Print Story Christmas is coming
Cheese
By ana (Fri Dec 13, 2013 at 02:01:23 PM EST) (all tags)
as my Dad used to say, when we were procrastinating or otherwise wasting time in the teeth of an oncoming deadline.


Oddly mentioning him and the word deadline in the same sentence makes me kinda misty. I haven't really missed him very much, because he was pretty disengaged the last few years. Having him at peace is a good thing, I think. For all concerned, though in different ways.

But that's not what I was gonna write about.

I'm listening to Marian Call on bandcamp as I type. I think I kinda like it. There's an album mostly dedicated to or inspired by Firefly, which is fun.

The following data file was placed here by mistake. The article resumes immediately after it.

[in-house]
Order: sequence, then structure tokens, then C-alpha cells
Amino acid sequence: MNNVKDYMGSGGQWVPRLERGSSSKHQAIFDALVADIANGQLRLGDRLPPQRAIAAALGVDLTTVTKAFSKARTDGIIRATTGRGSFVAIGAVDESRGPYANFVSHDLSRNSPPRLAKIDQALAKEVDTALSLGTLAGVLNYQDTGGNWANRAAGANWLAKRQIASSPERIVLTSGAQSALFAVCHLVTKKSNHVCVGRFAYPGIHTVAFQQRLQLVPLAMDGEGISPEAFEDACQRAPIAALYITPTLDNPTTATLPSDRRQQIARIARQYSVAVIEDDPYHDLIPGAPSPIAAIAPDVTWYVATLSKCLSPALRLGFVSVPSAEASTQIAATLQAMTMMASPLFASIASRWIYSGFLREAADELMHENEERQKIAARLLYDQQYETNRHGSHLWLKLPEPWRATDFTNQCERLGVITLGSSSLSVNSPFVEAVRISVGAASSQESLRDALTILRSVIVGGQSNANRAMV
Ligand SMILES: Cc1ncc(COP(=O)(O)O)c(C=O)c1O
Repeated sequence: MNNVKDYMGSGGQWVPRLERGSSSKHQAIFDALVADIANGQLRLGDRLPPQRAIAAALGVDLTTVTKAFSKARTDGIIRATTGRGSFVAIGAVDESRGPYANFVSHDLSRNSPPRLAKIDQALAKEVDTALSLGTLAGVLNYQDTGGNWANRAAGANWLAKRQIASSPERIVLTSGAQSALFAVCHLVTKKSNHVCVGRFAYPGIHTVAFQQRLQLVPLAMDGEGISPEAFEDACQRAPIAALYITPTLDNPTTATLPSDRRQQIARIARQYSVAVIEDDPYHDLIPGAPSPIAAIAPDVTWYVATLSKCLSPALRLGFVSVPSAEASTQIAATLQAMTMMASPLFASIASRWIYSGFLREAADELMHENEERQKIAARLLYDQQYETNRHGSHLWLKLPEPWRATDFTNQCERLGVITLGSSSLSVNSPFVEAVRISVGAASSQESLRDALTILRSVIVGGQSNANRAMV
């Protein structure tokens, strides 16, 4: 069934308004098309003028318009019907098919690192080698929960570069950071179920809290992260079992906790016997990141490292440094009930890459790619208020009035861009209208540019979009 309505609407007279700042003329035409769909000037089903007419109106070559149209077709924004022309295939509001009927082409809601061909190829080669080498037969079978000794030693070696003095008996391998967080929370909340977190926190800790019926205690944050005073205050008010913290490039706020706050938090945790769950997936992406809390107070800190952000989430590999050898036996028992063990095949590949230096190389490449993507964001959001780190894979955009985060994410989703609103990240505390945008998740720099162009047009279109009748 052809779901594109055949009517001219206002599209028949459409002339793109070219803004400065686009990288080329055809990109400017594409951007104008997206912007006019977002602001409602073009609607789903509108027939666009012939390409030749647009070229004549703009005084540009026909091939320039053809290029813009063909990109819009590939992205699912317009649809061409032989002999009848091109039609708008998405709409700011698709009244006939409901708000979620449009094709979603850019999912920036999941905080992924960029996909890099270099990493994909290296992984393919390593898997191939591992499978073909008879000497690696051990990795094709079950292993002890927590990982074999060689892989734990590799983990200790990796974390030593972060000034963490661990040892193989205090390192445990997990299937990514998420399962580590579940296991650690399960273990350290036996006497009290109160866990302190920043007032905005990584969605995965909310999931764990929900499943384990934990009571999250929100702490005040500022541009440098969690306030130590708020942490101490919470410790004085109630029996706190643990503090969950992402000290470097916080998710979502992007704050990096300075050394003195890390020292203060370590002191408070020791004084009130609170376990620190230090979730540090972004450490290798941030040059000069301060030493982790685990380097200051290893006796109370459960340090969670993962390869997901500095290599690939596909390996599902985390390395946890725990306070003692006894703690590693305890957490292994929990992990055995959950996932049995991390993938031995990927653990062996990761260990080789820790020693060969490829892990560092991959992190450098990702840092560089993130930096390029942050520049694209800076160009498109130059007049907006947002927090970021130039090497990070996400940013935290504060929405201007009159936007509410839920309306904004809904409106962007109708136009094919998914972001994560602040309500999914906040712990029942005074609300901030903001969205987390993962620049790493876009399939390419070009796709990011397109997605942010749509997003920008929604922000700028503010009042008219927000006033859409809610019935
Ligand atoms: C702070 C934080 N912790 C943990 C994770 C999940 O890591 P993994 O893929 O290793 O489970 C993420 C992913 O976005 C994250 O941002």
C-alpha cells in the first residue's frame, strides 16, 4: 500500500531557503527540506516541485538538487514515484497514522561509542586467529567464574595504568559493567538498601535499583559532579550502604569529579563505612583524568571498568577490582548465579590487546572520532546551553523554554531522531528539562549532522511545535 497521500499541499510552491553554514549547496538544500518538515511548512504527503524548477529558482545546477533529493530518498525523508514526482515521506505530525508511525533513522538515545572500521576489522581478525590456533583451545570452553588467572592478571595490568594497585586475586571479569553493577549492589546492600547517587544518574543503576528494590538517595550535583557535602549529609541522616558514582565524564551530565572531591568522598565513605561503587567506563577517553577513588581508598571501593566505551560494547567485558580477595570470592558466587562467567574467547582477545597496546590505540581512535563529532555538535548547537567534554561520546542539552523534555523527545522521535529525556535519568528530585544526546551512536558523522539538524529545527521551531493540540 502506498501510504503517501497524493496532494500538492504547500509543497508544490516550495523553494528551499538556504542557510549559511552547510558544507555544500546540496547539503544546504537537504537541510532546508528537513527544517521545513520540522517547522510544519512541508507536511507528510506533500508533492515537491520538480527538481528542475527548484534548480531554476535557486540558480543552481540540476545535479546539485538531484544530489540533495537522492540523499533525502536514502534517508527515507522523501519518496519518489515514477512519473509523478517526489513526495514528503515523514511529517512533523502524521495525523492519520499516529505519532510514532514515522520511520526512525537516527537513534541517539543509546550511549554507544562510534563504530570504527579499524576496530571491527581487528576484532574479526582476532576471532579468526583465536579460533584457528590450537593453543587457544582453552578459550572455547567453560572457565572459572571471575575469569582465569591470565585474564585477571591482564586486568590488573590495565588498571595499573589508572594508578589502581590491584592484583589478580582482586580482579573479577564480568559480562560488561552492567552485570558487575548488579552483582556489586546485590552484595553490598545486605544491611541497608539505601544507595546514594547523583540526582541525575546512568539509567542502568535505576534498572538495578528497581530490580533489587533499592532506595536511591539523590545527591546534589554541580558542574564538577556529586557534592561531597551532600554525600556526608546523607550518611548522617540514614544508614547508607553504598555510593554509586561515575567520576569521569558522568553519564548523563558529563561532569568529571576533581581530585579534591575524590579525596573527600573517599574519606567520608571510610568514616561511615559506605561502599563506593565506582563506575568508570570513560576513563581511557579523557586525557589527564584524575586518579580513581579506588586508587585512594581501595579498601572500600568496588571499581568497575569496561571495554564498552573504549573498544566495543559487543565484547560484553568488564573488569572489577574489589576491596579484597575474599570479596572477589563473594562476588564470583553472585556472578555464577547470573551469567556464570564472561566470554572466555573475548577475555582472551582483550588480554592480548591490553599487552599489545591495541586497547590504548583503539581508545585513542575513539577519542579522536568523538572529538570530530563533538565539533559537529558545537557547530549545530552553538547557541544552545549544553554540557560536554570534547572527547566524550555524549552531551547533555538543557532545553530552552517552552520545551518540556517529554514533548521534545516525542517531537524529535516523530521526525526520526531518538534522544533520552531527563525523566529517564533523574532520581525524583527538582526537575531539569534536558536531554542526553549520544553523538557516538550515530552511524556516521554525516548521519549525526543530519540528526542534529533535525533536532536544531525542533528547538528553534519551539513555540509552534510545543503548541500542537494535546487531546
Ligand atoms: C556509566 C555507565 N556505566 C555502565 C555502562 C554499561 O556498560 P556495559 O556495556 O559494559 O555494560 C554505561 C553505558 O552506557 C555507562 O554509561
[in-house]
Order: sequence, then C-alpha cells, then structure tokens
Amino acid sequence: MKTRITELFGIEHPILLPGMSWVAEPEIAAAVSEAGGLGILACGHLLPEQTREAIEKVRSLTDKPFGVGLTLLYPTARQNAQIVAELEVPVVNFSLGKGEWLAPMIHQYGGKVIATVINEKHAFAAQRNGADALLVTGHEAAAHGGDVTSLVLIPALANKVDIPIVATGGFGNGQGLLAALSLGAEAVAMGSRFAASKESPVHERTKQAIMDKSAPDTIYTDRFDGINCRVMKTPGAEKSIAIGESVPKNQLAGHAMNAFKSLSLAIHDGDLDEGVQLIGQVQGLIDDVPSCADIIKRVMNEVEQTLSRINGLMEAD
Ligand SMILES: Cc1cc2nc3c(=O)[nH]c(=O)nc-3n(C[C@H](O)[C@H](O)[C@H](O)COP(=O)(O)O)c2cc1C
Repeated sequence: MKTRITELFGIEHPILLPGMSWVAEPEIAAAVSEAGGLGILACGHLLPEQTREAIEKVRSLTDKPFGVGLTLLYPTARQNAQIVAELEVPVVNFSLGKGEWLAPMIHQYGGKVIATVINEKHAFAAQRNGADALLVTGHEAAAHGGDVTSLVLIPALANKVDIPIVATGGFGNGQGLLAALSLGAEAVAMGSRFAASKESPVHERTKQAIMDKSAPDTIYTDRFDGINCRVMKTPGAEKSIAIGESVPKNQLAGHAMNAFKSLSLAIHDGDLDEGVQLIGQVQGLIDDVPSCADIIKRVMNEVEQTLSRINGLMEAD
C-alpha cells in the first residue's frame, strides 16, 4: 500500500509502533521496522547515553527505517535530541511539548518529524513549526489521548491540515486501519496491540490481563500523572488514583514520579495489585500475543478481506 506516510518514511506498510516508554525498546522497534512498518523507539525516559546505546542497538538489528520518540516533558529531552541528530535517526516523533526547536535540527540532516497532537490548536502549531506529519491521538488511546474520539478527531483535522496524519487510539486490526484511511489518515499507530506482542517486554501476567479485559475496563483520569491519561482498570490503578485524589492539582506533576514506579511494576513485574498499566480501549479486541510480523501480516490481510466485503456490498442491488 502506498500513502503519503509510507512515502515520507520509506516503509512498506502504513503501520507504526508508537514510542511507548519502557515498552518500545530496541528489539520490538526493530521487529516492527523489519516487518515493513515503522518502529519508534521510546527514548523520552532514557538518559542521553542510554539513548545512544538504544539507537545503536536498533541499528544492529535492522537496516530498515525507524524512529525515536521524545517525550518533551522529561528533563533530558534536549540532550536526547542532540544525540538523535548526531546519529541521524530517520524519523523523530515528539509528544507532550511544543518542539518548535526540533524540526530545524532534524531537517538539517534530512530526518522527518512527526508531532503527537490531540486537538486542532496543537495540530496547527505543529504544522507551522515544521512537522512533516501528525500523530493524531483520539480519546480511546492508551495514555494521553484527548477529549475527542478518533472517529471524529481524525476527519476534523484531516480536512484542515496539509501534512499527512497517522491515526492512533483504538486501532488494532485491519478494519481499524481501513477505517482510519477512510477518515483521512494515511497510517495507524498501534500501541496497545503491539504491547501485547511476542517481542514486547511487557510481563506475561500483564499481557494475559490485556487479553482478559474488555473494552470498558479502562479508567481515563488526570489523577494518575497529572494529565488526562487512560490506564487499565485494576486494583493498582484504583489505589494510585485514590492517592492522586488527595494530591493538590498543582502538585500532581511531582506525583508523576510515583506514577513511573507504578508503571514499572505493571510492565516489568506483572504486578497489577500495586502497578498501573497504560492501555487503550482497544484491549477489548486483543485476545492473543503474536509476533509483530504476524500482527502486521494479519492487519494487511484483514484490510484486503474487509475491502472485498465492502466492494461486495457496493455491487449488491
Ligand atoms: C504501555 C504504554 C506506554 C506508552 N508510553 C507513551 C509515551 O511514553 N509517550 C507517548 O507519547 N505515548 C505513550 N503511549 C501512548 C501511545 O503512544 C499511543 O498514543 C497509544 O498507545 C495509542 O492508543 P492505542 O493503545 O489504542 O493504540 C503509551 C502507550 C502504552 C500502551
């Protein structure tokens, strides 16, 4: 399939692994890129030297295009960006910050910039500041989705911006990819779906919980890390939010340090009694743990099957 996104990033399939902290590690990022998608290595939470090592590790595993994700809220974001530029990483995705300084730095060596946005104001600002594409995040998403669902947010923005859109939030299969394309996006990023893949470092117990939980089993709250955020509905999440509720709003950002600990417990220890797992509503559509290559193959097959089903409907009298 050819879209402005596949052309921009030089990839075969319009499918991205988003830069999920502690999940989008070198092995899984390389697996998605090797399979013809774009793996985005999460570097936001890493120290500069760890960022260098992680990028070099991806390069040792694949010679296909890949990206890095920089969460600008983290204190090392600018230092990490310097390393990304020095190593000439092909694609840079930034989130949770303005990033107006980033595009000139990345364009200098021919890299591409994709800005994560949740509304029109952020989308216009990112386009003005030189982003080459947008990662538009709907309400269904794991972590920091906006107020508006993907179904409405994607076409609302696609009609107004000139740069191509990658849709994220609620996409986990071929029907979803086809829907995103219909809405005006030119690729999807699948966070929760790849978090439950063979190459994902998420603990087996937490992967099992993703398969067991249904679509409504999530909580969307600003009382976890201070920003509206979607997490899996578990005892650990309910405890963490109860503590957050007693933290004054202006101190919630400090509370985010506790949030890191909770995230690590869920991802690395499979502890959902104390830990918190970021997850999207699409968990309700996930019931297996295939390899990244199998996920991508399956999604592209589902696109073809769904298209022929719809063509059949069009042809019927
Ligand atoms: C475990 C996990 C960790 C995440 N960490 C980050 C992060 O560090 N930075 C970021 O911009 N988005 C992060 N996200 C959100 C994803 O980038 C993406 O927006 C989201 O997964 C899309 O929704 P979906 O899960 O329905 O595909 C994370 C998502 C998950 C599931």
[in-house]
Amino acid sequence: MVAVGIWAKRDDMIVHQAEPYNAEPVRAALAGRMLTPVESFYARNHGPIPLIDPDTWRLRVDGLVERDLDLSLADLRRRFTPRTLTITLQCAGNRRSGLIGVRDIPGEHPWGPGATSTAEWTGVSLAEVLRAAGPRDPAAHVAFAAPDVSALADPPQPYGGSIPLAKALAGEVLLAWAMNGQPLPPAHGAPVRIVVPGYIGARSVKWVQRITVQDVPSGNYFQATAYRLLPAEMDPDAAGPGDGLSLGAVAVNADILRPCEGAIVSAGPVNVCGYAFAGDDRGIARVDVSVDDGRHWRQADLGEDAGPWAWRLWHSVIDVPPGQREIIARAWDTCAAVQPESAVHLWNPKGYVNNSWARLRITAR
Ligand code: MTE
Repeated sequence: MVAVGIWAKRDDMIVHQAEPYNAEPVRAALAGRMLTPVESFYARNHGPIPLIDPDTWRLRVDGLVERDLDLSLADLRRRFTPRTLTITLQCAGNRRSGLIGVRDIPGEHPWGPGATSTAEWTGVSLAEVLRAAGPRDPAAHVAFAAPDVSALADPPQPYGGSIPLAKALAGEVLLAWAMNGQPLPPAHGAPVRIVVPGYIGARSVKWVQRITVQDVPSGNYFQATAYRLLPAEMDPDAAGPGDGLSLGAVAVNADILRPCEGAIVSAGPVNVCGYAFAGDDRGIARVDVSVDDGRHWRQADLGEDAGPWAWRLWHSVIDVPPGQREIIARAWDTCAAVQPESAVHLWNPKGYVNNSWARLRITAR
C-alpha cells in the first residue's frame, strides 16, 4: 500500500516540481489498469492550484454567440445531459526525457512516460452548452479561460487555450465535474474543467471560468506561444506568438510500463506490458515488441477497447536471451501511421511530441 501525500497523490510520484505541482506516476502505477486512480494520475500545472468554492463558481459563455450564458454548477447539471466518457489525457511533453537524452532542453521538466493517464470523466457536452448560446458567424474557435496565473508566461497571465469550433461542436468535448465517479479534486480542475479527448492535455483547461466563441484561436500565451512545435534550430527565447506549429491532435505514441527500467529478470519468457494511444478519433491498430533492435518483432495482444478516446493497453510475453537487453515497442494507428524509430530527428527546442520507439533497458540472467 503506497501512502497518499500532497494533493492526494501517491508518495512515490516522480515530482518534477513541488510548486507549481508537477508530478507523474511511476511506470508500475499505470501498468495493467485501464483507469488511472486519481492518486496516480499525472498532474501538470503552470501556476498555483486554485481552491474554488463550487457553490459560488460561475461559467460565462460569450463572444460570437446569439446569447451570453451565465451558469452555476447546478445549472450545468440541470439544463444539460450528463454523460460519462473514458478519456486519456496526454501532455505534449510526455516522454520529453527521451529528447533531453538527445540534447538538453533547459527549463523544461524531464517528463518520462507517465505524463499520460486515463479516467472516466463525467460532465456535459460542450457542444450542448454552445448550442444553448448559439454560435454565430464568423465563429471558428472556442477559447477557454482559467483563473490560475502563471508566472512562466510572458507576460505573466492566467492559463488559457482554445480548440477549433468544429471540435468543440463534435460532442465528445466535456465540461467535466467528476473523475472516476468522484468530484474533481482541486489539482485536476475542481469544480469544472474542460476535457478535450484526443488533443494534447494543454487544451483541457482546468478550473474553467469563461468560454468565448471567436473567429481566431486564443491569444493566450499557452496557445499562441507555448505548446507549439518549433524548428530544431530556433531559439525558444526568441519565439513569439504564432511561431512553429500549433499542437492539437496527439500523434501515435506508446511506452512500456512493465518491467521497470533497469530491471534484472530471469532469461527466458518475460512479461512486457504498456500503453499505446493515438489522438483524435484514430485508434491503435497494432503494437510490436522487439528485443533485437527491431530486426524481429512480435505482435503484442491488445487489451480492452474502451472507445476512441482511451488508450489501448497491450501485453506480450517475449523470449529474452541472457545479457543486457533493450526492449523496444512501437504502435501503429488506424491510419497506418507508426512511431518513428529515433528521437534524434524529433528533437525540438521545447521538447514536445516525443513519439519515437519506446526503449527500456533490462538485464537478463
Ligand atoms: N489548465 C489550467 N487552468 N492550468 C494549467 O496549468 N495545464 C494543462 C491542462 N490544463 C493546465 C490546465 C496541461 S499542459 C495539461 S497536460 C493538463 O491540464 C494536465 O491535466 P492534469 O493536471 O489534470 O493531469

And that's not what I was gonna write about, either.

The next four weeks consist of:
  • On call. Should be straightforward, but we'll be working up and approving a schedule for the following two holiday weeks, so there might be twice the usual bunch of "oh, this one? can we change it to..." last-minute requests.
  • Traveling to visit Mom and my brothers. I'm staying with the elder one, and the younger is bringing his kids up for the 24th. I hope to see his ex at some point. I have stuff for the kiddies, which reminds me, I should get this book autographed before I go. I understand Mom's pretty accepting of her situation, so that's good.
  • A few days alone at home. But a guy from my writing group is off to India for 6 weeks and is having a going-away party on Jan 1, and the writing group itself is meeting on Jan 2, so not completely alone.
  • On call again, as soon as I punch in (before, actually; we change shifts at midnight Monday mornings).